Honda will return to Formula One as a full-blown engine manufacturer powering Aston Martin's title ambitions when the sport enters a new era in 2026, the Japanese carmaker announced on Wednesday.
The new 'works' partnership will transform Silverstone-based Aston Martin into Honda's sole focus on the starting grid from their current position as one of four teams with Mercedes engines.
"It is very, very difficult to win consistently championships without a full works relationship, which is why we've made this decision," Aston Martin's Group CEO of performance technologies Martin Whitmarsh told reporters.
Honda Racing Corporation (HRC) president Koji Watanabe confirmed the manufacturer had no plans to supply power units to other teams.
Honda officially withdrew from Formula One in 2021 but has continued to provide engines to reigning world champions Red Bull, who have already announced a deal with Ford from 2026, under a technical support arrangement.
CEO Toshihiro Mibe said the 2026 regulations and Formula One's push for sustainability were in line with Honda's carbon neutrality goals.
"The key for winning will be a compact, lightweight, and high-power electric motor with a high-performance battery capable of handling high and swift power output, as well as the energy management technology," he said.
"We believe that the technologies and know-how gained from this new challenge can potentially be applied directly to our future mass production electric vehicles, such as an electric flagship sports model, and electrification technologies in various areas."
Formula One's 2026 power unit will use 100 per cent sustainable fuels and have a much greater electrical component, with the sport aiming to be carbon neutral by 2030.
Silverstone-based Aston Martin are owned by Canadian billionaire Lawrence Stroll and are second in the championship after five of 22 races, with Spaniard Fernando Alonso taking four third places.
Stroll has invested heavily, building a new factory and wind tunnel and recruiting top staff from rival teams while also attracting significant title sponsorship from Cognizant and Saudi Aramco.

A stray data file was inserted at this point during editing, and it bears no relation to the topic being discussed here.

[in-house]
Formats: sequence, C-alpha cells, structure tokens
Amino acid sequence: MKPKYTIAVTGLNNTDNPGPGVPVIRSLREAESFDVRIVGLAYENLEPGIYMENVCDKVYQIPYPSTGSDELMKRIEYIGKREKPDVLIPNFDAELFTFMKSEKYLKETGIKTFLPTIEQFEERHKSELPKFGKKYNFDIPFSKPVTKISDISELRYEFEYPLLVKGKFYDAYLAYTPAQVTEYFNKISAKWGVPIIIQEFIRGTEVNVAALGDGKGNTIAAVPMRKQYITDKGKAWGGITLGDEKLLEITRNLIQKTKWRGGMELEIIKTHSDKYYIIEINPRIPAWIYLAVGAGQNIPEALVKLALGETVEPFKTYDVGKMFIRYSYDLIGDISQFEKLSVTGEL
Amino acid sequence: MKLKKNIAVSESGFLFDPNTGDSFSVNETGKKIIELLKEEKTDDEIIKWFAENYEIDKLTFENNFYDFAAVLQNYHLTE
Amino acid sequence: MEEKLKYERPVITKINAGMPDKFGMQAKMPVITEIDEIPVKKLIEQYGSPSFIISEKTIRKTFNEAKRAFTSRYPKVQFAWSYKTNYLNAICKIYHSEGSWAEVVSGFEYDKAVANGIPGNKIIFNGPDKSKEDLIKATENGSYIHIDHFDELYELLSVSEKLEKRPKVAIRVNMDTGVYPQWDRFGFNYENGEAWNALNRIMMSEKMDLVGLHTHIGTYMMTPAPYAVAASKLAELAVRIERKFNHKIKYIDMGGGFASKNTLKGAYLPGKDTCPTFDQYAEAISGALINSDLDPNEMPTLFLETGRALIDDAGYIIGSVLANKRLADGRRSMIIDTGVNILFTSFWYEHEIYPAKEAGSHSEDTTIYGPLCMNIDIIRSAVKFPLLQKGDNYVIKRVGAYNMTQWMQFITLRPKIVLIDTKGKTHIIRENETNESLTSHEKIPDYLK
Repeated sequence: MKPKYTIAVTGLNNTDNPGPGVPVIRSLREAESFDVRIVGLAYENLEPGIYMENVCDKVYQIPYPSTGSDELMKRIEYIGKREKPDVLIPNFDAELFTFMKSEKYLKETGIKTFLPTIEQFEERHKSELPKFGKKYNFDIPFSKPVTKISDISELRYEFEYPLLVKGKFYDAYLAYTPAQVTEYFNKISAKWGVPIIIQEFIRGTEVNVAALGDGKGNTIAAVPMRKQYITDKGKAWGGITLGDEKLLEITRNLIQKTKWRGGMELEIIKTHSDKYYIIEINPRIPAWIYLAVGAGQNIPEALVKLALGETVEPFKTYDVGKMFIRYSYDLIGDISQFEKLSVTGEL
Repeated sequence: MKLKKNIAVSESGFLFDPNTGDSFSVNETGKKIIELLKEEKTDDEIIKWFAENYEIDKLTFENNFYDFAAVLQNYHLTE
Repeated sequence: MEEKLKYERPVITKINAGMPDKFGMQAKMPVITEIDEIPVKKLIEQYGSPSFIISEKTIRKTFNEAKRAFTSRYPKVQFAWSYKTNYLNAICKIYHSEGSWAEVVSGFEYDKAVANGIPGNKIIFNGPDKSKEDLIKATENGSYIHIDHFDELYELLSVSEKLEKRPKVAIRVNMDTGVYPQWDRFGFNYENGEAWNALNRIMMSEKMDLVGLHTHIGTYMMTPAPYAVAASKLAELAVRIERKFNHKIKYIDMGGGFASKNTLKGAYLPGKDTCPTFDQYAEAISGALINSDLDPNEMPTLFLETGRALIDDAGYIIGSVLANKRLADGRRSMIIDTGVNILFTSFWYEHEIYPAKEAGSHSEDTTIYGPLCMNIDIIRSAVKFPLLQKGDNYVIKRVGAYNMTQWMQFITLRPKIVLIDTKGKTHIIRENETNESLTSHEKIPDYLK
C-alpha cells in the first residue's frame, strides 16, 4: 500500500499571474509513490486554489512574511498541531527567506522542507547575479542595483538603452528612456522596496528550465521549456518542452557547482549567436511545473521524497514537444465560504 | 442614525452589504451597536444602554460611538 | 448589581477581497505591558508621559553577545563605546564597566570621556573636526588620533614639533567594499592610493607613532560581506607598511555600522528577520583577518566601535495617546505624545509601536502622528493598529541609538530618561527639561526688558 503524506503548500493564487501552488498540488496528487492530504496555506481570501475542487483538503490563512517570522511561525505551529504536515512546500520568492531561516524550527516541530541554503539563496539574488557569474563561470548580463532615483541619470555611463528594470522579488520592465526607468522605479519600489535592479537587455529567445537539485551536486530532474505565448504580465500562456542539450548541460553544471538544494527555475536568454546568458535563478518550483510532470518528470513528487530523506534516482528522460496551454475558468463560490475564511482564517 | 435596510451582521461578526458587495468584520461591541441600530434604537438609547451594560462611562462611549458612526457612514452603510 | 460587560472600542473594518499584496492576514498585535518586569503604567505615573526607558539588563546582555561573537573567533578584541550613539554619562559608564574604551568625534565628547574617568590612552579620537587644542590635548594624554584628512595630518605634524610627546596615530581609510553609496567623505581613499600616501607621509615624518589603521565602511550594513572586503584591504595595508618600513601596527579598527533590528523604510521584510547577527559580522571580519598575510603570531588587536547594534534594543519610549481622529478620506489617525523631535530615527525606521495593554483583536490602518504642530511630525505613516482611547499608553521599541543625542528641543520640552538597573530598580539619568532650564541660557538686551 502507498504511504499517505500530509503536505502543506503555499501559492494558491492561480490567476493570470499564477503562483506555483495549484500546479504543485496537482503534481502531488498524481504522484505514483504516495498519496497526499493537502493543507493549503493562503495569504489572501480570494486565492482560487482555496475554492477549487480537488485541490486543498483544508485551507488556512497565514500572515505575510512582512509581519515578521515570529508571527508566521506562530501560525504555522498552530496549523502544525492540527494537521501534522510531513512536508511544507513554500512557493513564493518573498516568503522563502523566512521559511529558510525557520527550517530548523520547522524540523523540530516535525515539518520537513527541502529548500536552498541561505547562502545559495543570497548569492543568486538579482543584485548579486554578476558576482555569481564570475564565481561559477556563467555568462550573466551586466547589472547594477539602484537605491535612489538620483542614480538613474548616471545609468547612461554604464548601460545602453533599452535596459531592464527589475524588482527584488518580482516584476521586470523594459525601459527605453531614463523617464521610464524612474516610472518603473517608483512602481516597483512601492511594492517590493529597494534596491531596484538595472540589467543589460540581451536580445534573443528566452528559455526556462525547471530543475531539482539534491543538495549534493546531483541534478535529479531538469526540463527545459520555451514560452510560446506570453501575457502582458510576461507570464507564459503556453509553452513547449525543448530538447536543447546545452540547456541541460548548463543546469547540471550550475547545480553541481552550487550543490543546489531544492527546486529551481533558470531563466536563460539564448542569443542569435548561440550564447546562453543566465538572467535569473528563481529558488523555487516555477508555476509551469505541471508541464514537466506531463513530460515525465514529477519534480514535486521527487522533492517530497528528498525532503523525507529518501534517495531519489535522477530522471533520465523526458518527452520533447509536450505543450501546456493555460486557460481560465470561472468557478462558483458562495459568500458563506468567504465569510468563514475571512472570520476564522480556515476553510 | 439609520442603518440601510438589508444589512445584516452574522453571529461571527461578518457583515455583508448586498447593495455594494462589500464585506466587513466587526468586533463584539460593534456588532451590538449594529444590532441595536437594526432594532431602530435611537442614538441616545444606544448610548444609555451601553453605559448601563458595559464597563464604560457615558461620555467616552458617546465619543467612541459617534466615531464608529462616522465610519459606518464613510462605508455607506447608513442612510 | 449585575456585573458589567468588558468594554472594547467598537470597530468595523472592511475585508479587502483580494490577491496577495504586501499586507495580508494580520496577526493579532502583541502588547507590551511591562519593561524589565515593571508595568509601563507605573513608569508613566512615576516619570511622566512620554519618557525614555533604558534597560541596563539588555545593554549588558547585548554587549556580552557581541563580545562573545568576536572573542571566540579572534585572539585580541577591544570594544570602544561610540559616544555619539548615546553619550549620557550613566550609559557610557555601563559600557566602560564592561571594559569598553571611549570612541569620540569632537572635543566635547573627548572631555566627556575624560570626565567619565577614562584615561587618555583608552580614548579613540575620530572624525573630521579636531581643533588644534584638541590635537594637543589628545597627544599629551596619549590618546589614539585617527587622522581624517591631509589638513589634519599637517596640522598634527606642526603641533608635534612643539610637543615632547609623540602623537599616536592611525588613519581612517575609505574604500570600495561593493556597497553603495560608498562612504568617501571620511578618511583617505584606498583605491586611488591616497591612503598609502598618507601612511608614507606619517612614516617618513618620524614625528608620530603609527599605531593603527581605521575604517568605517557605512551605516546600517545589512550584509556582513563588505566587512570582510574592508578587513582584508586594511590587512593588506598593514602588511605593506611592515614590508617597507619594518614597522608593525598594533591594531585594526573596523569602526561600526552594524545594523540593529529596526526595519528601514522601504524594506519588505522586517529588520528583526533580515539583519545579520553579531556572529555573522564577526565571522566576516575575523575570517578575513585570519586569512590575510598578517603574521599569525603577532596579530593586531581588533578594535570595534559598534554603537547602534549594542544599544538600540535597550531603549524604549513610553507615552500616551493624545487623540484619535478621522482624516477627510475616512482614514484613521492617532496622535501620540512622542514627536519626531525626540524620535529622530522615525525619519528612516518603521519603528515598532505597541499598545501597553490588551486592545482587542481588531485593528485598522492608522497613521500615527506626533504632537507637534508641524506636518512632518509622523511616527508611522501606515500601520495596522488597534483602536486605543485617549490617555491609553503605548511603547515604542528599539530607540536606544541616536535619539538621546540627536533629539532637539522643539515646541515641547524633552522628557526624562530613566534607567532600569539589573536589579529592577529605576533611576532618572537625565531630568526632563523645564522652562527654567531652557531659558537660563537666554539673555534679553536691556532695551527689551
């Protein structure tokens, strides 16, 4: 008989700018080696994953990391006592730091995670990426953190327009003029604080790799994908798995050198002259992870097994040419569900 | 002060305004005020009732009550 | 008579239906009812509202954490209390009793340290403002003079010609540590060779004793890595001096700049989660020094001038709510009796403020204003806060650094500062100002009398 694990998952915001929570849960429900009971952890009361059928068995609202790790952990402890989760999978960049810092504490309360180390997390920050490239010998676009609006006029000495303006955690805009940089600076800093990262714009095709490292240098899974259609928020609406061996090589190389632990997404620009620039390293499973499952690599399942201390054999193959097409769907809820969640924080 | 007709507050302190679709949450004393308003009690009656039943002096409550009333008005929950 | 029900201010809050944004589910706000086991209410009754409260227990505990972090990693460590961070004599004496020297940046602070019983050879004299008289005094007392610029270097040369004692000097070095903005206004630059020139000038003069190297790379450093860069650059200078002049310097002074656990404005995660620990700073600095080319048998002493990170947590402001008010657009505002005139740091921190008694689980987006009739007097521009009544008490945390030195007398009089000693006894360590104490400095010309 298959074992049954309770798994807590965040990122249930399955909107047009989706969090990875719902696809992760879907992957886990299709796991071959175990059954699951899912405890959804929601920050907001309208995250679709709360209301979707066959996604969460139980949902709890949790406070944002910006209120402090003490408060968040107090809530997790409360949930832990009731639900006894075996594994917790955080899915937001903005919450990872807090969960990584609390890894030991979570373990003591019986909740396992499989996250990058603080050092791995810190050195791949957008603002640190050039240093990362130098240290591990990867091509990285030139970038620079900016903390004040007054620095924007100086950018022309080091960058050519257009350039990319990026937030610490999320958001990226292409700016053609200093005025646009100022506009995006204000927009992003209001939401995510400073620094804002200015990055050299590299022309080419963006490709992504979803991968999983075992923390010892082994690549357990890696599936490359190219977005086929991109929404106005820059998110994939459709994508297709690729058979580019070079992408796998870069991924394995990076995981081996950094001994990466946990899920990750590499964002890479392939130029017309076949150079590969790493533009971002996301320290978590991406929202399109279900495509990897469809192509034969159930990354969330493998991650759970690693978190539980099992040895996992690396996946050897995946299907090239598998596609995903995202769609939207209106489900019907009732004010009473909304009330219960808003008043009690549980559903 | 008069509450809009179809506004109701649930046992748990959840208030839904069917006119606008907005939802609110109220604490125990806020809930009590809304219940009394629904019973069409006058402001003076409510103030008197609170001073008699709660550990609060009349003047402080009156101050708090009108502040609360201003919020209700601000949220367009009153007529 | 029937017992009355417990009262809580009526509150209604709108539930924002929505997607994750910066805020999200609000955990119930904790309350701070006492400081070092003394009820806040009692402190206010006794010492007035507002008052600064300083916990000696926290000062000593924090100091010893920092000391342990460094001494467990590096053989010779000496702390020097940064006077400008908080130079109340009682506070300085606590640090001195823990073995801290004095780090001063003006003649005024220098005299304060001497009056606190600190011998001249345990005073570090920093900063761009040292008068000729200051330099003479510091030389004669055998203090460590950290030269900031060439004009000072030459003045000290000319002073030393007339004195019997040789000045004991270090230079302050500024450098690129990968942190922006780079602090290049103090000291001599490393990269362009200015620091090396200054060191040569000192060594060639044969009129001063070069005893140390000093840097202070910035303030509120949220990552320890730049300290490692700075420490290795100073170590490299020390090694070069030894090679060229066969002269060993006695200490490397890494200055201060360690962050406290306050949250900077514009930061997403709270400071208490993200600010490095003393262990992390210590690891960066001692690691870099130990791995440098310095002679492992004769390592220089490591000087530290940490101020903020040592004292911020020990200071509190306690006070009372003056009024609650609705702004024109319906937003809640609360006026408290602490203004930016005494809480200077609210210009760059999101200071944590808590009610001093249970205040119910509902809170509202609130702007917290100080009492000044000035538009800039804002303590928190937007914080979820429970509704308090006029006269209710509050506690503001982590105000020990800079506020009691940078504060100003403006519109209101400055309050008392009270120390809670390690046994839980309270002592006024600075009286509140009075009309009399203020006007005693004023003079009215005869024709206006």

"Aston Martin Aramco Cognizant is building a team to win in Formula One," said former McLaren principal Whitmarsh, who was instrumental in bringing Honda back to that team in 2015 but left before the ill-fated partnership started.
"This is an extremely exciting and important further step for the team.
"It's clear to us and to Honda that the 2026 Formula One regulations will require the full integration of chassis and PU [power unit] that only a full works team relationship delivers.
"So to have this partnership puts us in a position to compete for championships."
Renault-owned Alpine, Audi, Ferrari, Mercedes-AMG High Performance Powertrains and Red Bull Ford will be the other engine manufacturers from 2026.
The break from Mercedes will mean Aston Martin having to build their own gearboxes and rear suspension but Whitmarsh said that was all part of "growing up" as a team and becoming truly independent.
"You set out to win in Formula One and that means beating existing partners and in order to do that we've got to be independent," he said.
"We're building great facilities and progressively pulling away from our dependence on Mercedes-Benz."
Whitmarsh said the team would continue to compete as Aston Martin after 2026.